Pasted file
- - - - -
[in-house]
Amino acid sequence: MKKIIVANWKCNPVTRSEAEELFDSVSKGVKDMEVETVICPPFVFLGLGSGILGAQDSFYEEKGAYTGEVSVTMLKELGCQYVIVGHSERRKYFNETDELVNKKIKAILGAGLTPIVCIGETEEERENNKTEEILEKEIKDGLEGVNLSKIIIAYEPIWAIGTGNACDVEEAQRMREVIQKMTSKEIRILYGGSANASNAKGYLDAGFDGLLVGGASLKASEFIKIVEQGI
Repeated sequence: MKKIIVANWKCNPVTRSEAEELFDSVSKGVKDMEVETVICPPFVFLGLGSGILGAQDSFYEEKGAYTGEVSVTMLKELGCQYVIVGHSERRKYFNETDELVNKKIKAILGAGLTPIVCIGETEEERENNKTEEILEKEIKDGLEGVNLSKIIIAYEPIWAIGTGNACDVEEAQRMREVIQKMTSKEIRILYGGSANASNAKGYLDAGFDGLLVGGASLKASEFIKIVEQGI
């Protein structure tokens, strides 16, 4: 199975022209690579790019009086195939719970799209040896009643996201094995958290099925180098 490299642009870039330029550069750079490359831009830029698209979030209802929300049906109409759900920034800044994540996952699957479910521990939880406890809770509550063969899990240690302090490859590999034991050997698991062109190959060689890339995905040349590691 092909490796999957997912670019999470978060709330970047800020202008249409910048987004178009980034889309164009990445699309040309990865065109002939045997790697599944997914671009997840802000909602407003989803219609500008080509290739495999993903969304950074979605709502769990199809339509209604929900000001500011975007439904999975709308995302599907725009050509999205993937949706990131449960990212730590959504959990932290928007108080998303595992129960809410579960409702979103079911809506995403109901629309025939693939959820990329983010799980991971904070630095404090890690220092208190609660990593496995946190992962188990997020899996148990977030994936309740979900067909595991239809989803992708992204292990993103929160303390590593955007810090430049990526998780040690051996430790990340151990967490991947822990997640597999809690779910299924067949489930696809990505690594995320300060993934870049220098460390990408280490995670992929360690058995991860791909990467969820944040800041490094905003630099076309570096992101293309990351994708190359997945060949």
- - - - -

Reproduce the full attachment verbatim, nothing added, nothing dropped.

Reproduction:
[in-house]
Amino acid sequence: MKKIIVANWKCNPVTRSEAEELFDSVSKGVKDMEVETVICPPFVFLGLGSGILGAQDSFYEEKGAYTGEVSVTMLKELGCQYVIVGHSERRKYFNETDELVNKKIKAILGAGLTPIVCIGETEEERENNKTEEILEKEIKDGLEGVNLSKIIIAYEPIWAIGTGNACDVEEAQRMREVIQKMTSKEIRILYGGSANASNAKGYLDAGFDGLLVGGASLKASEFIKIVEQGI
Repeated sequence: MKKIIVANWKCNPVTRSEAEELFDSVSKGVKDMEVETVICPPFVFLGLGSGILGAQDSFYEEKGAYTGEVSVTMLKELGCQYVIVGHSERRKYFNETDELVNKKIKAILGAGLTPIVCIGETEEERENNKTEEILEKEIKDGLEGVNLSKIIIAYEPIWAIGTGNACDVEEAQRMREVIQKMTSKEIRILYGGSANASNAKGYLDAGFDGLLVGGASLKASEFIKIVEQGI
């Protein structure tokens, strides 16, 4: 199975022209690579790019009086195939719970799209040896009643996201094995958290099925180098 490299642009870039330029550069750079490359831009830029698209979030209802929300049906109409759900920034800044994540996952699957479910521990939880406890809770509550063969899990240690302090490859590999034991050997698991062109190959060689890339995905040349590691 092909490796999957997912670019999470978060709330970047800020202008249409910048987004178009980034889309164009990445699309040309990865065109002939045997790697599944997914671009997840802000909602407003989803219609500008080509290739495999993903969304950074979605709502769990199809339509209604929900000001500011975007439904999975709308995302599907725009050509999205993937949706990131449960990212730590959504959990932290928007108080998303595992129960809410579960409702979103079911809506995403109901629309025939693939959820990329983010799980991971904070630095404090890690220092208190609660990593496995946190992962188990997020899996148990977030994936309740979900067909595991239809989803992708992204292990993103929160303390590593955007810090430049990526998780040690051996430790990340151990967490991947822990997640597999809690779910299924067949489930696809990505690594995320300060993934870049220098460390990408280490995670992929360690058995991860791909990467969820944040800041490094905003630099076309570096992101293309990351994708190359997945060949």